Why does does your Java process consume more memory than Xmx?

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News: Why does does your Java process consume more memory than Xmx?

  1. The developers are all aware that they can limit the heap consumption by specifying the -Xmx switch for a JVM. But besides heap there are other regions in memory which your application is using under the hood – namely permgen and stack sizes. So in order to limit those you should also specify the -XX:MaxPermSize and -Xss options respectively. In a short, you can predict your application memory usage with the following formula 

    Max memory = [-Xmx] + [-XX:MaxPermSize] + number_of_threads * [-Xss] 

    But besides the memory consumed by your application, the JVM itself also needs some elbow room. The need for it derives from several different reasons:

    • Garbage collection. As you might recall, Java is a garbage collected language. In order for the garbage collector to know which objects are eligible for collection, it needs to keep track of the object graphs. So this is one part of the memory lost for this internal bookkeeping. Especially G1 is known for its excessive appetite for additional memory, so be aware of this. 
    • JIT optimization. Java Virtual Machine optimizes the code during the runtime. Again, to know which parts to optimize it needs to keep track of the execution of certain code parts. So again, you are going to lose memory. 
    • Off-heap allocations. If you happen to use off-heap memory, for example while using direct or mapped ByteBuffers yourself or via some clever 3rd party API then voila – you are extending your heap to something you actually cannot control via JVM configuration. 
    • JNI code. When you are using native code for example in the format of Type 2 database drivers then again, you are loading code in the native memory. 
    • Metaspace. If you are an early adopter of Java 8, you are using metaspace instead of the good old permgen. This is unlimited and in a native part of the JVM.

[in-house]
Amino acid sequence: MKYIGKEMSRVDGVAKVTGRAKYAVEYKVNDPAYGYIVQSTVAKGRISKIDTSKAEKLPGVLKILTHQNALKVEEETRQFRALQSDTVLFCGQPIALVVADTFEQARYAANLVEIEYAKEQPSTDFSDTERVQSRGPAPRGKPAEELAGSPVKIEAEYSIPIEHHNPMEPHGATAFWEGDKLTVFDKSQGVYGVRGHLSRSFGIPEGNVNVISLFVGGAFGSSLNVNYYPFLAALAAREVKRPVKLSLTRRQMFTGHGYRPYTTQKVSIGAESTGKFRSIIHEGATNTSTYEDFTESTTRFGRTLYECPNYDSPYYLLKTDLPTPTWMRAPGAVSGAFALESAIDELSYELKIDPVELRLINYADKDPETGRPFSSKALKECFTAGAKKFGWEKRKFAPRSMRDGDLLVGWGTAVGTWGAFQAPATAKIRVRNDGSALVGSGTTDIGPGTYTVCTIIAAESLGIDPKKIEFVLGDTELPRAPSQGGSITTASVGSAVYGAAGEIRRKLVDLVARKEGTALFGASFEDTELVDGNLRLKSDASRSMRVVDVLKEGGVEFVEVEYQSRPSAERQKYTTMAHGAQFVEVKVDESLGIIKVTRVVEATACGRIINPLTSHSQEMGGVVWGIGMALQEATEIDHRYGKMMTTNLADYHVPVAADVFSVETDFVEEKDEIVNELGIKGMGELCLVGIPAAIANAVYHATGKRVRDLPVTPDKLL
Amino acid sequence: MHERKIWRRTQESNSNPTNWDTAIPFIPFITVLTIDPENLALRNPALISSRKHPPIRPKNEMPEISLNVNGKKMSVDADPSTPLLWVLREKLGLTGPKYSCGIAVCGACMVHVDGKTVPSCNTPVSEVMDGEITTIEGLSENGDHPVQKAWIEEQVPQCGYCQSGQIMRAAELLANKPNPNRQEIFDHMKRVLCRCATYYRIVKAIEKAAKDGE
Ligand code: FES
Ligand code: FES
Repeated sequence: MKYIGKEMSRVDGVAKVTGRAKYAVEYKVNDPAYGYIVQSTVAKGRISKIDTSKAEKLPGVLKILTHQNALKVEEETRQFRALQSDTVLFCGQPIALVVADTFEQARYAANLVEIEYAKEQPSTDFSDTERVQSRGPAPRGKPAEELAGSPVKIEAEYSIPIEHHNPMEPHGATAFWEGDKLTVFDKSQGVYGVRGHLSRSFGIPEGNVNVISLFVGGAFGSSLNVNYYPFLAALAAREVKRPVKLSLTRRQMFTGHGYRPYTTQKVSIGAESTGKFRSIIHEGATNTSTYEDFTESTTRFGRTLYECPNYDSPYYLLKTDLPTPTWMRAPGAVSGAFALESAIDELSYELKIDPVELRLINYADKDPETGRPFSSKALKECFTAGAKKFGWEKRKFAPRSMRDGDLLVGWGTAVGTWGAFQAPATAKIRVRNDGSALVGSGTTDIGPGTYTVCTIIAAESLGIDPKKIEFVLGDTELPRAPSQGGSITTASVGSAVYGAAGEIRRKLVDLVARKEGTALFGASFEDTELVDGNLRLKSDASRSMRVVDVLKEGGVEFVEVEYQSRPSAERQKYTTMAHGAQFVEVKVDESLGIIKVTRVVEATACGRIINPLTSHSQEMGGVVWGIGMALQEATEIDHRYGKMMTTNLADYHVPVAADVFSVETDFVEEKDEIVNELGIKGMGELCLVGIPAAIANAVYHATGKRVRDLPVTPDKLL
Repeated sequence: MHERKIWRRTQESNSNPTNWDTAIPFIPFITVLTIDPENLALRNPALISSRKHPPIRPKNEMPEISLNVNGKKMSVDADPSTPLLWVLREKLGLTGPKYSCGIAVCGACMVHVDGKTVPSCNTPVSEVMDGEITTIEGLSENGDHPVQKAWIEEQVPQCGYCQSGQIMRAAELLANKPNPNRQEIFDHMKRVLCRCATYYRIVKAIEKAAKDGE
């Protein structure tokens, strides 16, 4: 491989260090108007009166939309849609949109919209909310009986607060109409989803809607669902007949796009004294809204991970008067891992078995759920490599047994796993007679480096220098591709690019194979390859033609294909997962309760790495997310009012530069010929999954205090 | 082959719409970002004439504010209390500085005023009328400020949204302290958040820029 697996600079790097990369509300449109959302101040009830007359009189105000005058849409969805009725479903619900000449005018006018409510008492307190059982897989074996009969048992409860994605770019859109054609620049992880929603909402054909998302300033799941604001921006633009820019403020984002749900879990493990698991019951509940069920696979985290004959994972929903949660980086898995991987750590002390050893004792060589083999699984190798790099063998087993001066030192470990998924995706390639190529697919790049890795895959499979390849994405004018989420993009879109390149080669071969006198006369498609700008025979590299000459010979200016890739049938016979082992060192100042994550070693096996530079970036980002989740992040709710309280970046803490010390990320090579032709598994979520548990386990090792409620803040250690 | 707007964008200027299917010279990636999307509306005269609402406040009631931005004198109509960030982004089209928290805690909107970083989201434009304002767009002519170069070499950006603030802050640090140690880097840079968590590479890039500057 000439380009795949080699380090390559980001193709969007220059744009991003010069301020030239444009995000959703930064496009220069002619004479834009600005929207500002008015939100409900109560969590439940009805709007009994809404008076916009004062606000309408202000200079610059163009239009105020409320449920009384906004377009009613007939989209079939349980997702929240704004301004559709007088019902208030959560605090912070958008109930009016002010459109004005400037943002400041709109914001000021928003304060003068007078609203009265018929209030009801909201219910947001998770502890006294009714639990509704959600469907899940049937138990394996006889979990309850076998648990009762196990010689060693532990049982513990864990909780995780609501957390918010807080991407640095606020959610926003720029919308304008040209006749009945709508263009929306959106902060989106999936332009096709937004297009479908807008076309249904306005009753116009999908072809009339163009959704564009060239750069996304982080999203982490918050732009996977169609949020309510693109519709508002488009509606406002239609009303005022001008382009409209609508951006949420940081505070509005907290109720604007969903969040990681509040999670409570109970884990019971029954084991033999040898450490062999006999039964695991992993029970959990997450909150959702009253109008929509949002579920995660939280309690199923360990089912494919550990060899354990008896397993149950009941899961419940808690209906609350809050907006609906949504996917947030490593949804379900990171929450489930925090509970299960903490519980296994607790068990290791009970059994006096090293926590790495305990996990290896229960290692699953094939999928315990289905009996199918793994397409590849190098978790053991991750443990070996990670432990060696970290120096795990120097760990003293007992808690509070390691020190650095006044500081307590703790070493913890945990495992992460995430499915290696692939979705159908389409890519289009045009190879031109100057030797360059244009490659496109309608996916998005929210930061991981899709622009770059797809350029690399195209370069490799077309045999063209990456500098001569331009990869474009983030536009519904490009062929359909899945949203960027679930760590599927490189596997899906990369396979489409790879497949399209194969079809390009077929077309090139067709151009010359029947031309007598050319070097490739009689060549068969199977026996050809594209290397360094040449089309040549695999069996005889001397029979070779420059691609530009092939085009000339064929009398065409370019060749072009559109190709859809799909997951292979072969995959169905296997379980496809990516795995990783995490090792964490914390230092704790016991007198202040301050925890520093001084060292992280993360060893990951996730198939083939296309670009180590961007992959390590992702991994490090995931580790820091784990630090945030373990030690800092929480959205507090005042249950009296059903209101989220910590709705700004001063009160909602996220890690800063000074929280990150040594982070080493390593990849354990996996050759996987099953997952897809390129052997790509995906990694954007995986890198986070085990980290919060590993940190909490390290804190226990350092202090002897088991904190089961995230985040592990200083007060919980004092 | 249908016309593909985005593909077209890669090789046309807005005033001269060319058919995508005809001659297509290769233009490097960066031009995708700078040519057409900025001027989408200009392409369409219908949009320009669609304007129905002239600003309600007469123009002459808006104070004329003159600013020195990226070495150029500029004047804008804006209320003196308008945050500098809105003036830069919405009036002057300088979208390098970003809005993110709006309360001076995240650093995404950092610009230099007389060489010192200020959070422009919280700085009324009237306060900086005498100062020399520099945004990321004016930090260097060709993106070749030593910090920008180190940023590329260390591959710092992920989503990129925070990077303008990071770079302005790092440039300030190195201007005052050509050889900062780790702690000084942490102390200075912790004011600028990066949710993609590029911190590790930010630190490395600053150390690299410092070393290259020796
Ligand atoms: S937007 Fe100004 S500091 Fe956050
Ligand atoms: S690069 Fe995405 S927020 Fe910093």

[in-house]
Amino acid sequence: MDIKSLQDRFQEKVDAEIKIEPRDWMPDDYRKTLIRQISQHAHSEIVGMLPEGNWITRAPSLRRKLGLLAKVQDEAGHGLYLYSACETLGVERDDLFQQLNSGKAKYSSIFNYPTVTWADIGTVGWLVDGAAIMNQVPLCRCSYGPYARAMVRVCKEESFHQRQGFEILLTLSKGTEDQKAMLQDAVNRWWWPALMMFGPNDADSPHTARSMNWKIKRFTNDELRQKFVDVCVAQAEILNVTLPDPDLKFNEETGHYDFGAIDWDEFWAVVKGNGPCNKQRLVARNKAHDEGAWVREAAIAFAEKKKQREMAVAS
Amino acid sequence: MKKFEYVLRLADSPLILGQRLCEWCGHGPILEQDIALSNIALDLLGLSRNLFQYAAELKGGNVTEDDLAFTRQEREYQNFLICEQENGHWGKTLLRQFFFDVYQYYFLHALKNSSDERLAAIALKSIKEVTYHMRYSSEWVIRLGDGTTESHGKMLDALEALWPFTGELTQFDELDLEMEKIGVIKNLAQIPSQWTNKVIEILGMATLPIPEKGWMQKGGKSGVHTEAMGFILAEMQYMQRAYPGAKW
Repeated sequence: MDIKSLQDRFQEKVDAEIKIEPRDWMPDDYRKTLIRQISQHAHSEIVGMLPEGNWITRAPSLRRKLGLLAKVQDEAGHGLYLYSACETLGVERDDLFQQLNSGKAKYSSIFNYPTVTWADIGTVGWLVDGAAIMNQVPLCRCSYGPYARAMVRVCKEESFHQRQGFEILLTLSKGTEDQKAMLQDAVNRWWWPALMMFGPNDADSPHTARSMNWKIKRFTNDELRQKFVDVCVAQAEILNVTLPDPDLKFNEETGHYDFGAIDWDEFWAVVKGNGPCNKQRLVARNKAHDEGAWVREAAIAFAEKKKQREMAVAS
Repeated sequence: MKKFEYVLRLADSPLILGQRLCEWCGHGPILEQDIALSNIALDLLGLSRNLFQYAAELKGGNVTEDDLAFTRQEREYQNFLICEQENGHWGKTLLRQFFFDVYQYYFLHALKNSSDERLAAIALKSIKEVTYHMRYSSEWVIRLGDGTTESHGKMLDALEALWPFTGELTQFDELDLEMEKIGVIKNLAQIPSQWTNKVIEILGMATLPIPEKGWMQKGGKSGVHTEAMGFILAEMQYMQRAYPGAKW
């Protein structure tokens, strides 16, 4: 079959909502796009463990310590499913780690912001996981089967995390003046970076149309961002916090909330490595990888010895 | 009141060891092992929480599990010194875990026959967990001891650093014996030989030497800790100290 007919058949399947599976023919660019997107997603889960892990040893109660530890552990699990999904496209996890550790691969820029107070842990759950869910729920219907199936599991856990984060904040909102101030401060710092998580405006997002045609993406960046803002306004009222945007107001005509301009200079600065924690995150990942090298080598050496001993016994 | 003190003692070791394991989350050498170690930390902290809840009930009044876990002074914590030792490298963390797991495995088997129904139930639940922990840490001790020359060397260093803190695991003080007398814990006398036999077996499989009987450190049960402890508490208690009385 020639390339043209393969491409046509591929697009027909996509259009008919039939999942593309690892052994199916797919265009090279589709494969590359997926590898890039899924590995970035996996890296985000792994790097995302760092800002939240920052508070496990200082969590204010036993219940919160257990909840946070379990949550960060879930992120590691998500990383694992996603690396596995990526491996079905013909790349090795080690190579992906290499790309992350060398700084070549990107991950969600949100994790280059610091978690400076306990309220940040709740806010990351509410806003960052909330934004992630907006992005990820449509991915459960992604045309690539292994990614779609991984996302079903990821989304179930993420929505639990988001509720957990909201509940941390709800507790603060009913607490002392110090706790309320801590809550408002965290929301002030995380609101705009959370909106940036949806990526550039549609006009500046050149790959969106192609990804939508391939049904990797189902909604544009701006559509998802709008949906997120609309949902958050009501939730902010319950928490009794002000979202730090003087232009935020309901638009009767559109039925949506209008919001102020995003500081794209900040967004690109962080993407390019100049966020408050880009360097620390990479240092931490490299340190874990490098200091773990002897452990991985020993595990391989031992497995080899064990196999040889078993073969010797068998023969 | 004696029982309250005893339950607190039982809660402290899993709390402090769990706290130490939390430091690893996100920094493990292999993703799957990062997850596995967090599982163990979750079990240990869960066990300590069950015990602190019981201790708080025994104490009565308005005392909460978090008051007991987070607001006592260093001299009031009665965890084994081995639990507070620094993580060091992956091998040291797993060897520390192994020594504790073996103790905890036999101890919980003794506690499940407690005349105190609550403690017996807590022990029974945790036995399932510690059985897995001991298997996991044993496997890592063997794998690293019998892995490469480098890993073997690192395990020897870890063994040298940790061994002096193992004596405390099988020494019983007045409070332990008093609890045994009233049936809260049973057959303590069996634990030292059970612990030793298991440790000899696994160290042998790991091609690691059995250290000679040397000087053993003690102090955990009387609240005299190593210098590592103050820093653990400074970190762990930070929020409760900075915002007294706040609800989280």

You can end up using memory for other reasons than listed above as well, but I hope I managed to convince you that there is a significant amount of memory eaten up by the JVM internals. If you are interested in how to measure the different memory allocations, read the original post.

  2. Keep in mind that the Hotspot JVM is a C program. When you start a program (such as one written in C, like "ls" or "cat" or "grep" or "java"), the OS is going to allocate memory for that program. Then, if the program needs more memory to store its data, the program will ask the operating system to allocate more memory for it. Some of that memory is used for "stack" data structures for each thread, some is used by the operating system to store the program itself in memory, and most of the memory is used by the program to store its data, i.e. the data structures that it uses.

    Hotspot, as a program, uses all of the above. One of the data structures that it allocates memory for is referred to as "the Java heap". That particular data structure is the one (and the only one) that is limited in size by the "-Xmx" setting.

    Peace,

    Cameron Purdy | Oracle

    The opinions and views expressed in this post are my own, and do not necessarily reflect the opinions or views of my employer.